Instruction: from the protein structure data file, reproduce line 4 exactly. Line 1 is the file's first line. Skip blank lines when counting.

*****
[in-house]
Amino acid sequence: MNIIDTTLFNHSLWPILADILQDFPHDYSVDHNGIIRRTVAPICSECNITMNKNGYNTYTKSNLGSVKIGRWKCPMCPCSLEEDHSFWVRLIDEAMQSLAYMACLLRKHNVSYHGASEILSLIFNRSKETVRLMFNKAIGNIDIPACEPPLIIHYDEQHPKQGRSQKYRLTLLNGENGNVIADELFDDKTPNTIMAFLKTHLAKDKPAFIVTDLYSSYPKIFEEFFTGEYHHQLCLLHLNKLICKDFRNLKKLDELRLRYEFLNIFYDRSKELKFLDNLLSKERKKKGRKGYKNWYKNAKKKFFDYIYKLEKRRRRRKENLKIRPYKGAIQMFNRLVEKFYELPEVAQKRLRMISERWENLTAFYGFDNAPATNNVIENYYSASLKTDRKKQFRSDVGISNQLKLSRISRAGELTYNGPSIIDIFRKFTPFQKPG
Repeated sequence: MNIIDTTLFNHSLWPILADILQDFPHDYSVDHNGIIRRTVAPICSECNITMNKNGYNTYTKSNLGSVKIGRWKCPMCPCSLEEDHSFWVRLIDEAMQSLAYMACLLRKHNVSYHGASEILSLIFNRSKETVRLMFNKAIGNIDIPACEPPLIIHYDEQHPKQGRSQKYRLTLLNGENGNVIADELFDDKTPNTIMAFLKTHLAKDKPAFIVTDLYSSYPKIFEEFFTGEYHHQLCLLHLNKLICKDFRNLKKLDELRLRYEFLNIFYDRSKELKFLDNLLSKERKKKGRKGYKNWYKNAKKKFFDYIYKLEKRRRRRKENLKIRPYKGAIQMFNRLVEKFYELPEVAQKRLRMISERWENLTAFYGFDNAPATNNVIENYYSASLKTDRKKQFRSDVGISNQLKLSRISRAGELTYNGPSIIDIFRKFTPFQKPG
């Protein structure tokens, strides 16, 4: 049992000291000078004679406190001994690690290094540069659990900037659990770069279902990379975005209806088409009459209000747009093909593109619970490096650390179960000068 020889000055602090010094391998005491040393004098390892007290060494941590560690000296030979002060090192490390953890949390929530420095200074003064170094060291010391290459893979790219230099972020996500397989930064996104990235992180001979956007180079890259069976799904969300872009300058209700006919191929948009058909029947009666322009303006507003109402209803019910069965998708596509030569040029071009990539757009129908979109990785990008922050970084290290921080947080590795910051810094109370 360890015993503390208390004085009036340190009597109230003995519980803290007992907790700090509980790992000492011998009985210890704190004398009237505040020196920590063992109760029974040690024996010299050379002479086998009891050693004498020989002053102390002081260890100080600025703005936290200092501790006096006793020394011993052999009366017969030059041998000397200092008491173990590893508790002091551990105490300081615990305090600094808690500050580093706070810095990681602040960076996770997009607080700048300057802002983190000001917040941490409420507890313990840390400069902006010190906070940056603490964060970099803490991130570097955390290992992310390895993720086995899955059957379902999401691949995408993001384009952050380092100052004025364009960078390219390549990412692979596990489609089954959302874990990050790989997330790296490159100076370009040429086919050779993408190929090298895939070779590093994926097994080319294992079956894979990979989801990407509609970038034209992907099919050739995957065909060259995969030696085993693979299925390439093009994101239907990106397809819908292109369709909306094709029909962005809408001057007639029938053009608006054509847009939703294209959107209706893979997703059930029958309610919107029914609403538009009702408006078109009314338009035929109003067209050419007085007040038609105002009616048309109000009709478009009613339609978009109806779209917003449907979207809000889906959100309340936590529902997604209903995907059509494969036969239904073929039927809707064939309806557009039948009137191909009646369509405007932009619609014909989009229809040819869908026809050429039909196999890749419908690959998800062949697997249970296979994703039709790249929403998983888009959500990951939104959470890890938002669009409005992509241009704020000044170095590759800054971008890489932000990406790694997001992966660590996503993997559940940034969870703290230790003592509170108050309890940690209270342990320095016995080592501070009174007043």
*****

């Protein structure tokens, strides 16, 4: 049992000291000078004679406190001994690690290094540069659990900037659990770069279902990379975005209806088409009459209000747009093909593109619970490096650390179960000068 020889000055602090010094391998005491040393004098390892007290060494941590560690000296030979002060090192490390953890949390929530420095200074003064170094060291010391290459893979790219230099972020996500397989930064996104990235992180001979956007180079890259069976799904969300872009300058209700006919191929948009058909029947009666322009303006507003109402209803019910069965998708596509030569040029071009990539757009129908979109990785990008922050970084290290921080947080590795910051810094109370 360890015993503390208390004085009036340190009597109230003995519980803290007992907790700090509980790992000492011998009985210890704190004398009237505040020196920590063992109760029974040690024996010299050379002479086998009891050693004498020989002053102390002081260890100080600025703005936290200092501790006096006793020394011993052999009366017969030059041998000397200092008491173990590893508790002091551990105490300081615990305090600094808690500050580093706070810095990681602040960076996770997009607080700048300057802002983190000001917040941490409420507890313990840390400069902006010190906070940056603490964060970099803490991130570097955390290992992310390895993720086995899955059957379902999401691949995408993001384009952050380092100052004025364009960078390219390549990412692979596990489609089954959302874990990050790989997330790296490159100076370009040429086919050779993408190929090298895939070779590093994926097994080319294992079956894979990979989801990407509609970038034209992907099919050739995957065909060259995969030696085993693979299925390439093009994101239907990106397809819908292109369709909306094709029909962005809408001057007639029938053009608006054509847009939703294209959107209706893979997703059930029958309610919107029914609403538009009702408006078109009314338009035929109003067209050419007085007040038609105002009616048309109000009709478009009613339609978009109806779209917003449907979207809000889906959100309340936590529902997604209903995907059509494969036969239904073929039927809707064939309806557009039948009137191909009646369509405007932009619609014909989009229809040819869908026809050429039909196999890749419908690959998800062949697997249970296979994703039709790249929403998983888009959500990951939104959470890890938002669009409005992509241009704020000044170095590759800054971008890489932000990406790694997001992966660590996503993997559940940034969870703290230790003592509170108050309890940690209270342990320095016995080592501070009174007043």